1st Email Championship Chess with Different ArmiesChess with different armies is a chess variant, invented by Ralph Betza. In 2001, a championship will be held, where the games will be played by email.
- Results and other information.
- ZRF for Version of Chess with Different Armies for 1st Email Championship Chess with Different Armies. By Peter Aronson. File you can use if you agree with your opponent to use Zillions-of-Games to play the game.
ParticipationSigning up for participation is no longer possible.
PlayingThe precise format depends on the number of participants. Games will be played by email, but participants may agree to play the game by meeting in person, or playing it on-line in one session. Participants will play approximately three games simultaneously, and have three days thinking time per move average. If players exceed this time, their game will be declared lost. Player may and should declare a win when their opponent has not completed 5 moves in 15 days thinking time, or 10 moves in 30 days thinking time, etc. For verification purposes, emails with moves should be cc-ed to a special email address for the competition, that will be only announced to the players.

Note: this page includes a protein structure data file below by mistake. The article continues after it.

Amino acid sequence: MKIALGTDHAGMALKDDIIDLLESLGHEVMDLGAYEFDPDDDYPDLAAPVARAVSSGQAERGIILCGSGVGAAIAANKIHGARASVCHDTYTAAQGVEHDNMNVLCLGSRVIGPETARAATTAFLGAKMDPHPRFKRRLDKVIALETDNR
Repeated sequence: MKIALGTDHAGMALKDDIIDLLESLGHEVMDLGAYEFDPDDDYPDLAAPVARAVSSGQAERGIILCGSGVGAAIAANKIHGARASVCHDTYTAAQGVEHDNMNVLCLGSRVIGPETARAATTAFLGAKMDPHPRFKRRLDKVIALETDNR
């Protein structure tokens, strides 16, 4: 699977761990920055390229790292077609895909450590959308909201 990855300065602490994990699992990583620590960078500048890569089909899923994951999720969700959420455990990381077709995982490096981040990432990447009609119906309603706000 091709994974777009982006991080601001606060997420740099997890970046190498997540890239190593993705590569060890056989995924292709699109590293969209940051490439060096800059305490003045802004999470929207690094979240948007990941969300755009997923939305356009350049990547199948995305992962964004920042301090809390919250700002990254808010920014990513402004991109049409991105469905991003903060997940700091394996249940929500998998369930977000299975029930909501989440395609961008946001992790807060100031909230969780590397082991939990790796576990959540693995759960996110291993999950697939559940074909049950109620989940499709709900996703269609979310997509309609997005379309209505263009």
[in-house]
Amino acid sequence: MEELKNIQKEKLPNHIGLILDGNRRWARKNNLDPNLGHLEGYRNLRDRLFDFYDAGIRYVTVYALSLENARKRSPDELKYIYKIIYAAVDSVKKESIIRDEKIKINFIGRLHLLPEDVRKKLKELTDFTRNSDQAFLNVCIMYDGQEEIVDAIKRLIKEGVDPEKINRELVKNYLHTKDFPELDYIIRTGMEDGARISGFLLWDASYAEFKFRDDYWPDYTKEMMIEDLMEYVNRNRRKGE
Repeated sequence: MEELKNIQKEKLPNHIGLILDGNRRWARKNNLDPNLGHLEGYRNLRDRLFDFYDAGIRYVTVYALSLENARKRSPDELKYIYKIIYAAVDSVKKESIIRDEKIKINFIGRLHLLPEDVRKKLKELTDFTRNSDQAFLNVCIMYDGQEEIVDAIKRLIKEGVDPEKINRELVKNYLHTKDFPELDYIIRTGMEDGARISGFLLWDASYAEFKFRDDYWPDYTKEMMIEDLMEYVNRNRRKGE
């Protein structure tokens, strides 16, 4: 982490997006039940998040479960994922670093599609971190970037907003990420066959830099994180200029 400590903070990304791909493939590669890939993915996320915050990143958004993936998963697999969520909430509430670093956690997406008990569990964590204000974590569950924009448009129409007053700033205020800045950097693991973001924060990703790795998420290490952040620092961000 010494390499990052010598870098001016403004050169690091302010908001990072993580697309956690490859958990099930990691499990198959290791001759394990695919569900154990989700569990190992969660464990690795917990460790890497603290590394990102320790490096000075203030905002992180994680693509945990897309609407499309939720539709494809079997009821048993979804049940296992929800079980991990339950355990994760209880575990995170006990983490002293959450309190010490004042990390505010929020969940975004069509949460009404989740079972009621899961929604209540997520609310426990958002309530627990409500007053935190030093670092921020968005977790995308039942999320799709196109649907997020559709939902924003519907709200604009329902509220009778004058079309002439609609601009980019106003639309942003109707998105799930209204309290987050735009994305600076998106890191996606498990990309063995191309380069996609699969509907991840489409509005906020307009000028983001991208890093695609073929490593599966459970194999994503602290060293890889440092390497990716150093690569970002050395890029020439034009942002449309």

If players of specifically different strengths sign up, it may be decided to have different sections.
In addition to the thinking time allowed, players may pause some weeks playing when they are on holiday. They must announce this before they go on holiday.
Different Armies rules
- Players must select an army from the following list:
- The Fabulous FIDE's: the standard chess army.
- The Nutty Knights.
- The Colorbound Clobberers.
- The Remarkable Rookies.
- First black decides which players makes the first selection. That player then chooses from the list of these four different armies.
- Then, the other player selects a army, but it may not be the same army as had been chosen by his opponent.
- Then, white makes the first move.
- Except for piece movement and rules, detailed below, the rules of (FIDE-)chess are followed.
- Castling is as usual, except for the Colorbound Clobberers: pieces that start the game on a1, a8, h1, or h8 can castle like a rook in FIDE-chess. The only difference for the Colorbound Clobberers is that when castling Queenside, the king moves three squares and the BD moves two squares.
- When a pawn promotes, it may be promoted to any type of piece that was present in the opening setup, but not to a king or a pawn. E.g., when the Fabulous FIDE's play against the Remarkable Rookies, a white pawn reaching a8 can promote to a white Rook, Knight, Bishop, Queen, R4, WD, HFD, or Chancellor.